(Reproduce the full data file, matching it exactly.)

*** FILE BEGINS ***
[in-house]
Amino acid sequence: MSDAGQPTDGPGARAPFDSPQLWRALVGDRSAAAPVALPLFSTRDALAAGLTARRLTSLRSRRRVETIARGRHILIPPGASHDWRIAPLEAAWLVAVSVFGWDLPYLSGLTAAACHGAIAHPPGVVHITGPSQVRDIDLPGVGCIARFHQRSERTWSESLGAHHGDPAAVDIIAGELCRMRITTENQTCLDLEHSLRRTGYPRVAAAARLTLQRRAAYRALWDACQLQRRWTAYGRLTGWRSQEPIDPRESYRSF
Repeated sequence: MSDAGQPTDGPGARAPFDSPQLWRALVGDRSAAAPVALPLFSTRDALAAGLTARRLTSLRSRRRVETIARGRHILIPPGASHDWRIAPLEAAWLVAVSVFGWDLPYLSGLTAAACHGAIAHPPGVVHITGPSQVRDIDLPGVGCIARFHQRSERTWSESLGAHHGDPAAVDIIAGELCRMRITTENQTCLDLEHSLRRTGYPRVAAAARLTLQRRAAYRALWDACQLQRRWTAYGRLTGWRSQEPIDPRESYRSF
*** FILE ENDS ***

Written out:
[in-house]
Amino acid sequence: MSDAGQPTDGPGARAPFDSPQLWRALVGDRSAAAPVALPLFSTRDALAAGLTARRLTSLRSRRRVETIARGRHILIPPGASHDWRIAPLEAAWLVAVSVFGWDLPYLSGLTAAACHGAIAHPPGVVHITGPSQVRDIDLPGVGCIARFHQRSERTWSESLGAHHGDPAAVDIIAGELCRMRITTENQTCLDLEHSLRRTGYPRVAAAARLTLQRRAAYRALWDACQLQRRWTAYGRLTGWRSQEPIDPRESYRSF
Repeated sequence: MSDAGQPTDGPGARAPFDSPQLWRALVGDRSAAAPVALPLFSTRDALAAGLTARRLTSLRSRRRVETIARGRHILIPPGASHDWRIAPLEAAWLVAVSVFGWDLPYLSGLTAAACHGAIAHPPGVVHITGPSQVRDIDLPGVGCIARFHQRSERTWSESLGAHHGDPAAVDIIAGELCRMRITTENQTCLDLEHSLRRTGYPRVAAAARLTLQRRAAYRALWDACQLQRRWTAYGRLTGWRSQEPIDPRESYRSF